Why is delayed gratification so hard?

This is me most of the time: “I want something, I want it NOW!”. Delayed gratification, however, is our ability to resist temptations of instant pleasure. And for me, it’s not easy…

A 1960’s Stanford professor named Walter conducted the Marshmallow Experiment. A group of children were brought to a room. In the room, one white fluffy marshmallow stared at each of them. At this point, the researcher told each child that he was going to leave the room. If the child didn’t eat the marshmallow while he was away, they would be rewarded with a second marshmallow. However, if the child did eat the marshmallow, they wouldn’t get a second. These children were studied years later and were found to be more focussed, disciplined, and happier in a number of different areas of life if they had chosen not to eat the first marshmallow. These results shocked everyone. Delayed gratification is exactly this: resisting the temptation of an immediate reward in anticipation that there will be a greater reward later.

One of the most relevant examples in my own life has been around giving in to urges when it comes to food. I remember as a tween I couldn’t resist the sugary glazed iced cookies sitting on the top shelf of my pantry. It would never be long before I found myself binge eating. However, delayed gratification is when instead of feeling the satisfaction of consuming delicious foods by giving into intense cravings, we get to feel the gratification of being healthier in the long term. Since the past few months, I’ve significantly cut down on my sugar and carbs. I can genuinely attest that my body has never felt better.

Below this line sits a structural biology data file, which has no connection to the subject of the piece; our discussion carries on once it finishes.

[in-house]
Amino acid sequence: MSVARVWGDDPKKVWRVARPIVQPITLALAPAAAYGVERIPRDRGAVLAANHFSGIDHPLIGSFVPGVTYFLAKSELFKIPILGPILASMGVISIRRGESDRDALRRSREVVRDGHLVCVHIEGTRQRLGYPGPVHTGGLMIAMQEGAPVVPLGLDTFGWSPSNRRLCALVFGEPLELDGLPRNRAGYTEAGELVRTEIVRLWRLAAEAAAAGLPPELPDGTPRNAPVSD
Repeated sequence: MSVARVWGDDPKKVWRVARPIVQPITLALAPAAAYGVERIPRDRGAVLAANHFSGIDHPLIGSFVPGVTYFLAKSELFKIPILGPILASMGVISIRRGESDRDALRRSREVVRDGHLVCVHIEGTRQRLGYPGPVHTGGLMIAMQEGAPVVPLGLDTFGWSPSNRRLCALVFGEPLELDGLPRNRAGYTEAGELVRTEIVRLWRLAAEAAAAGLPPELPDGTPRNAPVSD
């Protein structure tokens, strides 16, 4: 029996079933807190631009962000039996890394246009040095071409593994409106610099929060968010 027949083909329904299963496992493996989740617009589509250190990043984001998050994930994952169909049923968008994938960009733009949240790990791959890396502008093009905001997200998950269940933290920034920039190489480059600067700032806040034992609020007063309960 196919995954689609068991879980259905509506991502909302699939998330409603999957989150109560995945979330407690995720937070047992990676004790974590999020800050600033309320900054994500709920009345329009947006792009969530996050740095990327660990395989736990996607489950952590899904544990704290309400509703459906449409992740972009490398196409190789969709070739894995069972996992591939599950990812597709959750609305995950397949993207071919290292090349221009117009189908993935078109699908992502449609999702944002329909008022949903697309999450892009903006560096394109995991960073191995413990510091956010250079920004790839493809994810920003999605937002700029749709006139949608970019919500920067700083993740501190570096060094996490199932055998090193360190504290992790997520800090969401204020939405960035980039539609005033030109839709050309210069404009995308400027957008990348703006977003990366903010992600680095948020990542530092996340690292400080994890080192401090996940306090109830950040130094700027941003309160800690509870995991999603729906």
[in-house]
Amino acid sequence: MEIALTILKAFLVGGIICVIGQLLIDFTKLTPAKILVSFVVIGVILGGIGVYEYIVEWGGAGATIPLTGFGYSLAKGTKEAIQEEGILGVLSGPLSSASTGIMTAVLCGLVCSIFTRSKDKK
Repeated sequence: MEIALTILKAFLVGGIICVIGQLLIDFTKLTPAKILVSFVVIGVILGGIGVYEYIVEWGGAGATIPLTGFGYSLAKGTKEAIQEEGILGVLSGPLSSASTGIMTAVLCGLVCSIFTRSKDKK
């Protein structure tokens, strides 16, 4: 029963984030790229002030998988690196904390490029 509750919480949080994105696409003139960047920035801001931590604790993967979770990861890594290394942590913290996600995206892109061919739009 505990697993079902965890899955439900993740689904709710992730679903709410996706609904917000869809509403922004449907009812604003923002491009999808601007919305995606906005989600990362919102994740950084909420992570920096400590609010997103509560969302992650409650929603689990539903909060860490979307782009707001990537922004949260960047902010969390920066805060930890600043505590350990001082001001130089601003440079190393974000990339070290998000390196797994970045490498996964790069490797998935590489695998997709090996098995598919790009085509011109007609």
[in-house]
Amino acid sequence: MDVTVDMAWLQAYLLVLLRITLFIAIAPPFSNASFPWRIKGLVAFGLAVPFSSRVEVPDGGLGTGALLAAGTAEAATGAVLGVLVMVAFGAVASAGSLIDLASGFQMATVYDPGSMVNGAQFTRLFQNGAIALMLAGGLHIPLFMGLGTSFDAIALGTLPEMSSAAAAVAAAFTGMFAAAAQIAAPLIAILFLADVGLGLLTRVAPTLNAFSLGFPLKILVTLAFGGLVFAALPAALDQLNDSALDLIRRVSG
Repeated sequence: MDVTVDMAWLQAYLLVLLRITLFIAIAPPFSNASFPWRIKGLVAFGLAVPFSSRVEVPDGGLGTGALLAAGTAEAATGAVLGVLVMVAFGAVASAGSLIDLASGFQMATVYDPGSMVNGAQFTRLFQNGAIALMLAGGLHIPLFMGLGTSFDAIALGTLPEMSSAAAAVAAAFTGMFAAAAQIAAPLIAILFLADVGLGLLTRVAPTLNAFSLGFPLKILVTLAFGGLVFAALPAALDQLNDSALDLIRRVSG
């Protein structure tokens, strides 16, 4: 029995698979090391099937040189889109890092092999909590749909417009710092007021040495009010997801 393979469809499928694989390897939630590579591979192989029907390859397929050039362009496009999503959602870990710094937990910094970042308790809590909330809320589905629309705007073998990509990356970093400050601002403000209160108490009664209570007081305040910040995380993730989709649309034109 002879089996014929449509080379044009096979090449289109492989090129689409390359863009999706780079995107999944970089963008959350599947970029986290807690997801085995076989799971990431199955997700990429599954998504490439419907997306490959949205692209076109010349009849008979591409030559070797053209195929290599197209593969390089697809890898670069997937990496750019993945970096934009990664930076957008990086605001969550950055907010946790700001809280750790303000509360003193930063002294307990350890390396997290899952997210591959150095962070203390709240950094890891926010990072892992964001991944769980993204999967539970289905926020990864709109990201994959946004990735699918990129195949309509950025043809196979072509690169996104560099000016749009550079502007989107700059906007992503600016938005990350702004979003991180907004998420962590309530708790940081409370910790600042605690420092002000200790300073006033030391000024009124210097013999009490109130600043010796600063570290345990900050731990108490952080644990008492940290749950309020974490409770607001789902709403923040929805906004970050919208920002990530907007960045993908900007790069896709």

Another example from my personal experiences is when it comes to physical pleasure. When I scroll through Shien or Amazon and spot a pink comfy cotton top with the perfect mix of cute and elegant, in my mind I’m telling myself: Saania, you NEED to buy this! But living the student life has made me realise that money doesn’t grow on trees and I’ll be way better off saving.

The final example I can think of is when someone speaks over me or is just too full of themselves, I have trouble controlling my urge to give them a piece of their mind. Often in a not-so-polite manner. However, this reaction leads to arguments where no one emerges victorious. (This doesn’t change the fact that sometimes you really do need to teach people a lesson 🙄).

Generally speaking, I think success comes down to choosing the pain of discipline over the ease of distraction. And knowing our values reminds us of what we’re working towards. For instance, I see beauty in kindness and in clean, healthy lifestyles. As a result, it has started to become easier to remind myself of my purpose when I experience someone messing with me or when a big fluffy marshmallow stares at me, too. Regardless, it isn’t easy. With my teenage hormones and urge to fulfil every momentary desire, good luck keeping all that in mind Saania! Baby steps, baby steps…

– SaaniaSparkle 🧚🏻‍♀️

61 thoughts on “Why is delayed gratification so hard?

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